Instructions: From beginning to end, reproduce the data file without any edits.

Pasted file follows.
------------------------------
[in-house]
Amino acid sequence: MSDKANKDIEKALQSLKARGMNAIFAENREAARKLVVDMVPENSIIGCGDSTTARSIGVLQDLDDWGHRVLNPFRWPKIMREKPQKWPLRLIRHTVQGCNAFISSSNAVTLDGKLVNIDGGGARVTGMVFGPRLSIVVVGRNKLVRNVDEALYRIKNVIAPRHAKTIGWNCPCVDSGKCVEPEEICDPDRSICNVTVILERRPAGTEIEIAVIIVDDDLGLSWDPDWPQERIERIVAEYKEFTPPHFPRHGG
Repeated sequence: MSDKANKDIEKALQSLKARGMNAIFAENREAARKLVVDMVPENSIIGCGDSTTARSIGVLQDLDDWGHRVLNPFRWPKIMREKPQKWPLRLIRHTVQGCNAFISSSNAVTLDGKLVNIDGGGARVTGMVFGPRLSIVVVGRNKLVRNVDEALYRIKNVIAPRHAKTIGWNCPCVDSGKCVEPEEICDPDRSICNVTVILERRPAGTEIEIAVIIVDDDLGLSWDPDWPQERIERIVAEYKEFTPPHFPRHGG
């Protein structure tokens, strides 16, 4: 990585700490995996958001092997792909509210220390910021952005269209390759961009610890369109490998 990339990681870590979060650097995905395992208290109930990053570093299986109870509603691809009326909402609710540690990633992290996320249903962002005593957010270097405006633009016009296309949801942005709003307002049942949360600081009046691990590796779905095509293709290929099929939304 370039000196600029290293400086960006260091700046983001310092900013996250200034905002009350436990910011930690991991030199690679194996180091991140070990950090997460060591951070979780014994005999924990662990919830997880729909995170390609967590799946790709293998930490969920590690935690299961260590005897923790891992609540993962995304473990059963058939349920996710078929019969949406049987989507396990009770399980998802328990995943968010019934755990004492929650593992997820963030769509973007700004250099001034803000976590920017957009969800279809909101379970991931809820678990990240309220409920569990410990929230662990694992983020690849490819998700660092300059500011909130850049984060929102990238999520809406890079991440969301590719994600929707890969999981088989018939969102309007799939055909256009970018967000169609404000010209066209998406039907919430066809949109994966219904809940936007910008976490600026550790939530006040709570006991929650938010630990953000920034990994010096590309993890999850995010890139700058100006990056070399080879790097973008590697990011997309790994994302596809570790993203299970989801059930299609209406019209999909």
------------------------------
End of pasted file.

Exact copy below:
[in-house]
Amino acid sequence: MSDKANKDIEKALQSLKARGMNAIFAENREAARKLVVDMVPENSIIGCGDSTTARSIGVLQDLDDWGHRVLNPFRWPKIMREKPQKWPLRLIRHTVQGCNAFISSSNAVTLDGKLVNIDGGGARVTGMVFGPRLSIVVVGRNKLVRNVDEALYRIKNVIAPRHAKTIGWNCPCVDSGKCVEPEEICDPDRSICNVTVILERRPAGTEIEIAVIIVDDDLGLSWDPDWPQERIERIVAEYKEFTPPHFPRHGG
Repeated sequence: MSDKANKDIEKALQSLKARGMNAIFAENREAARKLVVDMVPENSIIGCGDSTTARSIGVLQDLDDWGHRVLNPFRWPKIMREKPQKWPLRLIRHTVQGCNAFISSSNAVTLDGKLVNIDGGGARVTGMVFGPRLSIVVVGRNKLVRNVDEALYRIKNVIAPRHAKTIGWNCPCVDSGKCVEPEEICDPDRSICNVTVILERRPAGTEIEIAVIIVDDDLGLSWDPDWPQERIERIVAEYKEFTPPHFPRHGG
């Protein structure tokens, strides 16, 4: 990585700490995996958001092997792909509210220390910021952005269209390759961009610890369109490998 990339990681870590979060650097995905395992208290109930990053570093299986109870509603691809009326909402609710540690990633992290996320249903962002005593957010270097405006633009016009296309949801942005709003307002049942949360600081009046691990590796779905095509293709290929099929939304 370039000196600029290293400086960006260091700046983001310092900013996250200034905002009350436990910011930690991991030199690679194996180091991140070990950090997460060591951070979780014994005999924990662990919830997880729909995170390609967590799946790709293998930490969920590690935690299961260590005897923790891992609540993962995304473990059963058939349920996710078929019969949406049987989507396990009770399980998802328990995943968010019934755990004492929650593992997820963030769509973007700004250099001034803000976590920017957009969800279809909101379970991931809820678990990240309220409920569990410990929230662990694992983020690849490819998700660092300059500011909130850049984060929102990238999520809406890079991440969301590719994600929707890969999981088989018939969102309007799939055909256009970018967000169609404000010209066209998406039907919430066809949109994966219904809940936007910008976490600026550790939530006040709570006991929650938010630990953000920034990994010096590309993890999850995010890139700058100006990056070399080879790097973008590697990011997309790994994302596809570790993203299970989801059930299609209406019209999909």